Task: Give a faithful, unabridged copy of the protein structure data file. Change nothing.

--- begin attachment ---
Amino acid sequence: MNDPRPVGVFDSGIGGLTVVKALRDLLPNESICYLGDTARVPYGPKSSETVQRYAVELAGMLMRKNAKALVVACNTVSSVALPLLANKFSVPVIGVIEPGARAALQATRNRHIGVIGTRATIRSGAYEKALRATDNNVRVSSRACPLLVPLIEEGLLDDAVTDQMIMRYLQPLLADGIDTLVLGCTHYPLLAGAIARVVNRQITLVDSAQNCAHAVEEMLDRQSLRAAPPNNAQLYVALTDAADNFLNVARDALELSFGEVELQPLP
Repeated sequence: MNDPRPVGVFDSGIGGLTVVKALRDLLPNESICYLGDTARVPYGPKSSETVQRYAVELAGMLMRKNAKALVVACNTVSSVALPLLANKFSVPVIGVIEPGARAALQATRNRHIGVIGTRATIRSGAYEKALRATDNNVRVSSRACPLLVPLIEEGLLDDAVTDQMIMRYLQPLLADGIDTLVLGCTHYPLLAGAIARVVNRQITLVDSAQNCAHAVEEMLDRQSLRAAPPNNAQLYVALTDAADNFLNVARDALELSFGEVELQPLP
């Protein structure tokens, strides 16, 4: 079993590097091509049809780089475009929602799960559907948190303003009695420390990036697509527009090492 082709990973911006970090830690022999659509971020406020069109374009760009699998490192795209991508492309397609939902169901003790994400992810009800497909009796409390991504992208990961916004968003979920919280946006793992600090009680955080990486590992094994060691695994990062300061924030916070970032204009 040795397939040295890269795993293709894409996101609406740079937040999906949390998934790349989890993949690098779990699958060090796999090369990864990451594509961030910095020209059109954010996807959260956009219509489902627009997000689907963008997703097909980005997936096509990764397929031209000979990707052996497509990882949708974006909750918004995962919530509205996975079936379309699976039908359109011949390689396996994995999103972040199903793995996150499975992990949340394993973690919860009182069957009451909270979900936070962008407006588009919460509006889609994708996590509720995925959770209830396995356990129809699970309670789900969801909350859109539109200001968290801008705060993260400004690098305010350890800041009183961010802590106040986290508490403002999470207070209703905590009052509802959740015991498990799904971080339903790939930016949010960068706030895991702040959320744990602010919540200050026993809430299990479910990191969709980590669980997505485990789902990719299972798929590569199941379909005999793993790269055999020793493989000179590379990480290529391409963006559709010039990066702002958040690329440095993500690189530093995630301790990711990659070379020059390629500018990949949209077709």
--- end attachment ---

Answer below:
Amino acid sequence: MNDPRPVGVFDSGIGGLTVVKALRDLLPNESICYLGDTARVPYGPKSSETVQRYAVELAGMLMRKNAKALVVACNTVSSVALPLLANKFSVPVIGVIEPGARAALQATRNRHIGVIGTRATIRSGAYEKALRATDNNVRVSSRACPLLVPLIEEGLLDDAVTDQMIMRYLQPLLADGIDTLVLGCTHYPLLAGAIARVVNRQITLVDSAQNCAHAVEEMLDRQSLRAAPPNNAQLYVALTDAADNFLNVARDALELSFGEVELQPLP
Repeated sequence: MNDPRPVGVFDSGIGGLTVVKALRDLLPNESICYLGDTARVPYGPKSSETVQRYAVELAGMLMRKNAKALVVACNTVSSVALPLLANKFSVPVIGVIEPGARAALQATRNRHIGVIGTRATIRSGAYEKALRATDNNVRVSSRACPLLVPLIEEGLLDDAVTDQMIMRYLQPLLADGIDTLVLGCTHYPLLAGAIARVVNRQITLVDSAQNCAHAVEEMLDRQSLRAAPPNNAQLYVALTDAADNFLNVARDALELSFGEVELQPLP
């Protein structure tokens, strides 16, 4: 079993590097091509049809780089475009929602799960559907948190303003009695420390990036697509527009090492 082709990973911006970090830690022999659509971020406020069109374009760009699998490192795209991508492309397609939902169901003790994400992810009800497909009796409390991504992208990961916004968003979920919280946006793992600090009680955080990486590992094994060691695994990062300061924030916070970032204009 040795397939040295890269795993293709894409996101609406740079937040999906949390998934790349989890993949690098779990699958060090796999090369990864990451594509961030910095020209059109954010996807959260956009219509489902627009997000689907963008997703097909980005997936096509990764397929031209000979990707052996497509990882949708974006909750918004995962919530509205996975079936379309699976039908359109011949390689396996994995999103972040199903793995996150499975992990949340394993973690919860009182069957009451909270979900936070962008407006588009919460509006889609994708996590509720995925959770209830396995356990129809699970309670789900969801909350859109539109200001968290801008705060993260400004690098305010350890800041009183961010802590106040986290508490403002999470207070209703905590009052509802959740015991498990799904971080339903790939930016949010960068706030895991702040959320744990602010919540200050026993809430299990479910990191969709980590669980997505485990789902990719299972798929590569199941379909005999793993790269055999020793493989000179590379990480290529391409963006559709010039990066702002958040690329440095993500690189530093995630301790990711990659070379020059390629500018990949949209077709």